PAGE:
Of course, the problem with diplomats, especially the ones dealing with Pakistan, is that they don’t feel they are doing their job unless they engage the enemy. They forget that diplomacy isn’t only about dialoguing but also not dialoguing.
Finally, we have an old spymaster who has come up with a hare-brained suggestion of calling the Pakistan army chief to India, give him a red-carpet welcome and “see what happens.”
The ridiculousness of the idea can be gauged by the fact that he draws inspiration from a possible meeting between the US president and the North Korean dictator. Well, that meeting may still not happen. But even if it does, only the most delusional person can think that it will solve the problems between North Korea and the US and its allies.
Again, no surprises over such a vacuous suggestion from the former spymaster. Way back in 2001, after the Ramzan ceasefire collapsed, the then NDA government was at a loss on what to do next. Some bright spark suddenly came up with the suggestion to invite Pakistani dictator Pervez Musharraf.
The Agra summit followed and turned out to be a disaster simply because serious issues of inter-state diplomacy cannot and should not be trivialised and dealt with in a cavalier manner without adequate planning and preparation and in complete disregard of the ground realities and situation. And guess what? The spymaster was part of the ruling dispensation back in 2001!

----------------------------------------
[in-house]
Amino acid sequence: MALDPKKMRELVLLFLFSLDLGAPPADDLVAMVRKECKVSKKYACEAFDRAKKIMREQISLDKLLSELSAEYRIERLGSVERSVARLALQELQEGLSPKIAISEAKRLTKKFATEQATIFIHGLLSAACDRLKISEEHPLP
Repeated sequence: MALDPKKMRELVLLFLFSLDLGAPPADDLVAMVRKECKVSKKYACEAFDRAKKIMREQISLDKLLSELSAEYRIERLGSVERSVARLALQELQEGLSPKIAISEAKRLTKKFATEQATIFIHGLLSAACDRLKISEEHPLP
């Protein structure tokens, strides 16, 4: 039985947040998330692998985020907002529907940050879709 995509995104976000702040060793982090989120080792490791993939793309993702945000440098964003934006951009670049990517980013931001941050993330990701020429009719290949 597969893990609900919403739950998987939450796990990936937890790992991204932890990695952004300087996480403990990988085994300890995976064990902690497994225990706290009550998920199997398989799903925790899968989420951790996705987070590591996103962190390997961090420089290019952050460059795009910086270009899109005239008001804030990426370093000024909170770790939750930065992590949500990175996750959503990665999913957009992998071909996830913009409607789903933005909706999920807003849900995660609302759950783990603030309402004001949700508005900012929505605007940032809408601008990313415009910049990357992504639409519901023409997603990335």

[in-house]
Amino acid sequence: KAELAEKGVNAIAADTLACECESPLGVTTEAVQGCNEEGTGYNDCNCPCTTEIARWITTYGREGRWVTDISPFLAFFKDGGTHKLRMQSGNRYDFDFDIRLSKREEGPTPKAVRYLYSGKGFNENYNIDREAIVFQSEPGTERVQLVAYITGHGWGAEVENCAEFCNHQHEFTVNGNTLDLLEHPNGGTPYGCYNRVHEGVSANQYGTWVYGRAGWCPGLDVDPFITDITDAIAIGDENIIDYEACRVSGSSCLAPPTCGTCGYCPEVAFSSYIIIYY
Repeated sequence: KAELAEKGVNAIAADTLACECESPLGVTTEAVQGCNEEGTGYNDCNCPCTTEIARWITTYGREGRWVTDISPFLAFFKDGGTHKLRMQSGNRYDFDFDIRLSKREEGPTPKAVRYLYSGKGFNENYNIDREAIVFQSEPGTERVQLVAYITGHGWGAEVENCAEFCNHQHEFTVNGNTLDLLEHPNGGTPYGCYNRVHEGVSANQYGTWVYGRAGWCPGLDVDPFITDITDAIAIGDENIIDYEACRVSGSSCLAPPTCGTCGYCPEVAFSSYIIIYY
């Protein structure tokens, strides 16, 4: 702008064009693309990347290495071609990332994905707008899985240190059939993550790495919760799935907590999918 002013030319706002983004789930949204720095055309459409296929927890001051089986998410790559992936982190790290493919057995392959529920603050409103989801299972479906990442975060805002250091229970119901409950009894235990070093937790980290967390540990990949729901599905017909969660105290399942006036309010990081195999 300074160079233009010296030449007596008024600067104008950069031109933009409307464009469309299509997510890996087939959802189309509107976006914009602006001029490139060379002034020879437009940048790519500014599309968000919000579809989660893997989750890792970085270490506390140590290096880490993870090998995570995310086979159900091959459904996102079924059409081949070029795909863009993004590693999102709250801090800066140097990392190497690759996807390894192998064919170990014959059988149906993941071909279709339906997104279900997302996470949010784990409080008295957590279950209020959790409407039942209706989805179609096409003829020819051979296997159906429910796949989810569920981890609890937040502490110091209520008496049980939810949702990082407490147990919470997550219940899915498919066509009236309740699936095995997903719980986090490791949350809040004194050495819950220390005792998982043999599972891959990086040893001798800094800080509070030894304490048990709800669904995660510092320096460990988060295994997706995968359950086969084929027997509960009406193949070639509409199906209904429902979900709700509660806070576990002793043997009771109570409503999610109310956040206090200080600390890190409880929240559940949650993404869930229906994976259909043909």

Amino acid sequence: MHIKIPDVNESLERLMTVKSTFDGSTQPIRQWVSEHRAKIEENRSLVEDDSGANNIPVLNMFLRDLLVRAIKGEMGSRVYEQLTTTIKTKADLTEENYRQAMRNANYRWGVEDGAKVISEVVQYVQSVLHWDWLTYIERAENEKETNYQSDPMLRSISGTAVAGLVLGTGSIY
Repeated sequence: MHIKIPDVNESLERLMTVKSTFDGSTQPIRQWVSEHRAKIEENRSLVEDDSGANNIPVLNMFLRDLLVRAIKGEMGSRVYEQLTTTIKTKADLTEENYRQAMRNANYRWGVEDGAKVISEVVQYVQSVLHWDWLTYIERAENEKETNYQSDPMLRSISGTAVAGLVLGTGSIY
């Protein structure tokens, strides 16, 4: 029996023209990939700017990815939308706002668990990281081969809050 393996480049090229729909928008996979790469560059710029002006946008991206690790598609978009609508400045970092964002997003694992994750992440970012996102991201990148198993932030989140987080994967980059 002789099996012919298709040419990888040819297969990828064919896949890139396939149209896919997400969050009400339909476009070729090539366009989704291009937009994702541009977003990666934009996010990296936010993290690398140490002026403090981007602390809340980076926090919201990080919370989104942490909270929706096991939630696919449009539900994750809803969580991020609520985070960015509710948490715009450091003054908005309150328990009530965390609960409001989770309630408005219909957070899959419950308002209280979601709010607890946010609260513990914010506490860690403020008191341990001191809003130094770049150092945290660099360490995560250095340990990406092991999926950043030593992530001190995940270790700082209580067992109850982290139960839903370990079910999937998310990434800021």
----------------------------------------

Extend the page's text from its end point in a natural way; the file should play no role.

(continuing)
It isn’t just these three examples that hint at some kind of thaw with Pakistan. Increasingly the new buzzwords that are being thrown about are “grand bargain”, “grand reconciliation”, and of course “out of the box” and “we need to think big.” None of the geniuses assaulting the common sense of ordinary Indians by dropping these nice sounding words care to explain what they mean by these stock phrases.
What, for instance, are the contours of the "grand bargain" they are talking about? Does "thinking big" include abandoning Kashmir to the forces of jihadism? What will the "grand reconciliation" involve? These phrases sound sexy and make the people uttering them look intelligent, even visionary. But these are nothing but empty words uttered by utterly vacuous people.
Indians are a unique specimen in the world that even when the other side screams and shouts that they are our enemy, we continue to insist we are the same people, even long-lost brothers, and we are ready to extend our hand in friendship!
Instead of basing policy on the stated intentions and actions of the adversary, we prefer to be beguiled by their lies and deception. We assume that the fringe group of Pakistani liberals represents the thinking of the people and establishment of Pakistan, even though there is no empirical basis to reach this conclusion.
Since we keep going round and round in circles, we keep making the same mistakes with Pakistan. We might now be getting ready to repeat the same old script again.
This commentary originally appeared in DailyO.
29 May 2018